Copenhagen Fashion Week in particular has grown rapidly, and of-the-moment brands such as Ganni, By Malene Birger, Stine Goya and Wood Wood headline the event.
“Copenhagen is not as condensed and it’s not as saturated [as other fashion weeks] and it feels like there is more breathing space,” explains Julie Brøgger, founder of luxury womenswear brand Brøgger, which shows in the city. “In a city such as London, it is much more difficult to stand out with a small budget. Copenhagen brings in a lot of international buyers, so it gives us the opportunity to show the brand how we want it to be perceived. We’ve got some great accounts after the show [in the past].”
Cecilie Thorsmark, CEO of Copenhagen Fashion Week, stresses that in addition to its strong, young brand mix, the event has been working hard to increase its sustainable credentials and, through that, to drive change in the wider fashion industry.
“Fashion week should be using its voice, power and influence to talk about other things than trends, and dare to address important and urgent topics like climate change and resource scarcity,” she says. “They should urge – or require – the industry to speed up their sustainable transition.”
Thorsmark explains that Copenhagen Fashion Week has developed a new sustainability strategy, based around the UN Sustainable Development Goals: “Our effort is well under way, but it sure doesn’t happen overnight. Initial steps have included banning single-use plastic bottles at all events, partnering with sustainable suppliers for food and transport, and making activities and projects climate-positive.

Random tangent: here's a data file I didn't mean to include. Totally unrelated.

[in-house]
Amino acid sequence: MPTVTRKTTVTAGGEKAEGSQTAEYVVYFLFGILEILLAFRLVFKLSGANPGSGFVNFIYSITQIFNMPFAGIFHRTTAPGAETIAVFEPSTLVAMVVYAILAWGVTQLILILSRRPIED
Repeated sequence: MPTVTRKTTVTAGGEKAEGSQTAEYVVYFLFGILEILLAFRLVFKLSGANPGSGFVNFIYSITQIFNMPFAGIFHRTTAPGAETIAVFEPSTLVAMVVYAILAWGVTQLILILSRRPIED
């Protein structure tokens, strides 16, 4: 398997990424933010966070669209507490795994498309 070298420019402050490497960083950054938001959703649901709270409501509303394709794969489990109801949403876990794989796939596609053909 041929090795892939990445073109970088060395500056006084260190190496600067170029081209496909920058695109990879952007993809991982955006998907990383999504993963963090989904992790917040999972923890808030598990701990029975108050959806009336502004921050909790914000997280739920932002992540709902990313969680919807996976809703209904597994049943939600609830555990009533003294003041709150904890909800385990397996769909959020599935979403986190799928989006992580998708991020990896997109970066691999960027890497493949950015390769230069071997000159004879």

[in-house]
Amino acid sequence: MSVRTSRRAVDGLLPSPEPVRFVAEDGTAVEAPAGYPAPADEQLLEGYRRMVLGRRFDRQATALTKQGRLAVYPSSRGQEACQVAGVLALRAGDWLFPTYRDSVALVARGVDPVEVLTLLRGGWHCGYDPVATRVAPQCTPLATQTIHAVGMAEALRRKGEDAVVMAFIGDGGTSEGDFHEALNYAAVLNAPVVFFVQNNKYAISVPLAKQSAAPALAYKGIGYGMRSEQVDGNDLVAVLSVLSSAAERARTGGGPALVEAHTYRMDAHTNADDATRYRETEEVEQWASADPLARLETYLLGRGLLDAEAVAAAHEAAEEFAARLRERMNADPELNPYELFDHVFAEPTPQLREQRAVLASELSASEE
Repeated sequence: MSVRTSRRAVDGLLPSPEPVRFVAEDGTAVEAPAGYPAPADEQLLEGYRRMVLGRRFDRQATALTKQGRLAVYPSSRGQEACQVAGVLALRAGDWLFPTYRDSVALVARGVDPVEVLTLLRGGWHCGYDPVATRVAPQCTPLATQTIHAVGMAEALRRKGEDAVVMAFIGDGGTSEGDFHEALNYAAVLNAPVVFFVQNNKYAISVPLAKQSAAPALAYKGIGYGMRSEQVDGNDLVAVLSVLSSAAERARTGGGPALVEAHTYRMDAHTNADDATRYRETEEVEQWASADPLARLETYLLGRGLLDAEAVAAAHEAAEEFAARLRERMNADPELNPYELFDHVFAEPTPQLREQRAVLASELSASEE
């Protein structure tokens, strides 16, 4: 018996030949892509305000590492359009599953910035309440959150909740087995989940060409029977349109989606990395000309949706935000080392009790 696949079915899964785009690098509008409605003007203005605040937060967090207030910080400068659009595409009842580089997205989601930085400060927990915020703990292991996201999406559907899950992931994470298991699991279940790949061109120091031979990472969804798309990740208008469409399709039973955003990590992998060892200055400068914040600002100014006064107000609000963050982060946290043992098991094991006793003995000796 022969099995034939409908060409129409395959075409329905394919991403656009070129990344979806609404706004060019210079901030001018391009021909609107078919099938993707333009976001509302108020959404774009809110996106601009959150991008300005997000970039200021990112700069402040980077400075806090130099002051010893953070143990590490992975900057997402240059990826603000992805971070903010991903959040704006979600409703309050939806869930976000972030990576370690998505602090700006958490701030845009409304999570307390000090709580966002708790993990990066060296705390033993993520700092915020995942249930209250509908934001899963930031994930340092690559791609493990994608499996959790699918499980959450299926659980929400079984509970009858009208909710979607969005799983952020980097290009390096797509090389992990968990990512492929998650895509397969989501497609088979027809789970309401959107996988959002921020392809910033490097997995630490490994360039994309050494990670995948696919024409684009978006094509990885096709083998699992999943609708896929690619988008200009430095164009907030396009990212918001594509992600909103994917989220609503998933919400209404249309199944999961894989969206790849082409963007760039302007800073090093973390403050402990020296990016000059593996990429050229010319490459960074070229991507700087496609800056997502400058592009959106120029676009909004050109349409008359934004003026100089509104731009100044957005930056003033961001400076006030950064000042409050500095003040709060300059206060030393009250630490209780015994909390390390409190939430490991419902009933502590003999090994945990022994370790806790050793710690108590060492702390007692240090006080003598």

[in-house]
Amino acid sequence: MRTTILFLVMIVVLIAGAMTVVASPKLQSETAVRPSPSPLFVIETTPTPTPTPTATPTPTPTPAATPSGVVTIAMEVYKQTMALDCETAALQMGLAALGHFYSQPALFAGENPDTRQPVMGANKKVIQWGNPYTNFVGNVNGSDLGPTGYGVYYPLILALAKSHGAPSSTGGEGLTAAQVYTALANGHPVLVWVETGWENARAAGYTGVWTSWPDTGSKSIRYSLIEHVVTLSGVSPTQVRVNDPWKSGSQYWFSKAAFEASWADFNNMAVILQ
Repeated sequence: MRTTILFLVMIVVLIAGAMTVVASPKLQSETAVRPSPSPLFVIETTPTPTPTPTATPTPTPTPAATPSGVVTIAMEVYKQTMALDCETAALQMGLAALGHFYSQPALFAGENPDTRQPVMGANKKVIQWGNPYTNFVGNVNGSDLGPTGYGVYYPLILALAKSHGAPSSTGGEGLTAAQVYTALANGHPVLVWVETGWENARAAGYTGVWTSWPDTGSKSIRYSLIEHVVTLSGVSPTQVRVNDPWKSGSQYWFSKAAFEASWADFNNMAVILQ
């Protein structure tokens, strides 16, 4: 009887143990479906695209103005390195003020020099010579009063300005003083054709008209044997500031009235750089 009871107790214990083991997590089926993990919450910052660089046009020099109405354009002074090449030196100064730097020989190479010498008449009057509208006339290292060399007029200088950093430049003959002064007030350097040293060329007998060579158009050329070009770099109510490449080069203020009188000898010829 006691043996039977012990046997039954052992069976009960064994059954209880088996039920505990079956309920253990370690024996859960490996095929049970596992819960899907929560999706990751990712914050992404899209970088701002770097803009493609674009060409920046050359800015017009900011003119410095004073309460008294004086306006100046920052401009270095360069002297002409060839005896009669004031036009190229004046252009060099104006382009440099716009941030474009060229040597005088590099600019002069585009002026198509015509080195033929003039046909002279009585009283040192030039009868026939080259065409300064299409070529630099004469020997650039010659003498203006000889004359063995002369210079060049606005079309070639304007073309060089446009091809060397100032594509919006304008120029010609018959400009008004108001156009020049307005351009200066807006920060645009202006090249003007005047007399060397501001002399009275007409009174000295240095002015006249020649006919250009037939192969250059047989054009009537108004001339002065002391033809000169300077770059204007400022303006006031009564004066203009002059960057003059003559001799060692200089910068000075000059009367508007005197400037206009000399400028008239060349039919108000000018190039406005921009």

Sustainability concerns were also a core reason for the demise of Stockholm Fashion Week.
At the time, Jennie Rosén, CEO of the Swedish Fashion Council, said: “By doing this we can adapt to new demands, reach sustainability goals and be able to set new standards for fashion.”
She tells Drapers the current approach to fashion weeks “outdated”, because of its lack of action on modern industry issues.
“The ongoing paradigm shift, driven by digitalisation and sustainability, creates enormous challenges for the fashion industry that require urgent attention,” she tells Drapers. “To truly help the industry, we need to explore new opportunities where sustainability becomes the result of creativity and design.”
With their role in setting trends and raising brand awareness coupled with their potential to drive change within the fashion industry, fashion weeks should certainly retain their relevance in the modern fashion world. However, the format is on the move, and questions around sustainability and cost as well as the rise of younger fashion weeks mean that their relevance is changing – and those involved must make bold decisions to ensure they remain valuable to the industry in the future.